religion. The "big tent" church of the Second Vatican Council, the
reform movement in Catholicism, was all I knew of Christianity as a
child. My mother, a devout and devoutly open-minded, Catholic, had
made sure of that. She reared me and my sister in the faith by
finding an ethnically diverse and theologically generous Catholic
parish in urban Cincinnati. Only years later did I learn that that
community, St. Mark Catholic Church, was technically a Black
parish. I never knew because the young priest was white, a handful
of very old parishioners were white and we were white. So what if
most of the people in the pews and just about everyone in the
parish school were Black? All I saw was a community of faith that
welcomed me and embraced a faith in Jesus that knew no fear of the
It was in this same spirit that my mother and father sent me to
public elementary school two neighborhoods away in the old Jewish
immigrant community of Cincinnati. It was there, as a first-grader,
that I began to learn about Judaism. It was the religion of my best
friend, Beth, and of the very Old World looking families who walked
everywhere on Saturdays. Judaism was from childhood a sister faith
to my Catholicism. It was a place, really, where my religion came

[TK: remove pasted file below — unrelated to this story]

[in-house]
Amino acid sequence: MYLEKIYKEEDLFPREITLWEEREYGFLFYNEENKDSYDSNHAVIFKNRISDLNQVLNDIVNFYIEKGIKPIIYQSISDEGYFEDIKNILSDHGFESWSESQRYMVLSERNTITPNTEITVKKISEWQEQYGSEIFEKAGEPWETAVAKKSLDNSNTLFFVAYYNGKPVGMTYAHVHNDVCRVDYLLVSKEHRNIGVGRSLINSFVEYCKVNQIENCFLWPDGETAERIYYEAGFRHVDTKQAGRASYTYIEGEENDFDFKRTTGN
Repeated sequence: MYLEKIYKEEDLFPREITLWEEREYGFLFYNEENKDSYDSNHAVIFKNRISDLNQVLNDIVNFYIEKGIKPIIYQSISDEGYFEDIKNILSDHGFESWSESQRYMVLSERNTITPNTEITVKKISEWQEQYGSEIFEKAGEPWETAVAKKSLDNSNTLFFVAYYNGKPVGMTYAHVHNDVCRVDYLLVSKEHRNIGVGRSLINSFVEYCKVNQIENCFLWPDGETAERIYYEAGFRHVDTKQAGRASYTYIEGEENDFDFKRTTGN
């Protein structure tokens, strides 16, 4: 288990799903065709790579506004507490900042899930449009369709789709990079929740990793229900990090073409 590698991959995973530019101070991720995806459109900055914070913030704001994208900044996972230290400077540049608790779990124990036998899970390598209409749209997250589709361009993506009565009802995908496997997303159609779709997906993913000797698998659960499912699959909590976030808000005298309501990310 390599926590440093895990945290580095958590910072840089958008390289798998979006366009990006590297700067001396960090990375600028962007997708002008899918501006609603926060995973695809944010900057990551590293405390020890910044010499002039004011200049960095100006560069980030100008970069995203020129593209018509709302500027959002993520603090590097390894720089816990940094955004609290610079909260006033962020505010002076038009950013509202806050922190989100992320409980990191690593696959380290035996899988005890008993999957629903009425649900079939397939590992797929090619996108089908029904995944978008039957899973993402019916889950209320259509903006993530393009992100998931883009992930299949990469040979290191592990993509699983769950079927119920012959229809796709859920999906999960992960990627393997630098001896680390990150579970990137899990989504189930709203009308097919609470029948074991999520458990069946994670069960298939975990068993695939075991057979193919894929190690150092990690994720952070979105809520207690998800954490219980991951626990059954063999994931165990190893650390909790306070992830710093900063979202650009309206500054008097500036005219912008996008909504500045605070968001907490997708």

from and a tradition that I often thought was my true faith. In all
honesty, I still hear Judaism calling me and I wonder if I am meant
So I never knew religion to be oppressive, or hurtful, or
boring, or exclusive. Even now, knowing the truth to be otherwise,
I still feel the need to somehow make religion accountable to its
best self. I believe that is why I turned to writing about religion
in newspapers and why the work of the broad exploration of diverse
faiths has led me to Butler University and the experiment that is
the Center for Faith and Vocation.
There are times that I miss the daily grind of journalism and
the hopeful promise of a new edition of the newspaper coming out
each day. Yet, this work of building community, supporting
educators and connecting with students inspires in unexpected ways.
I wonder if I will always see my work in journalism as a calling,
or if journalism was part of a grand voice calling me to do the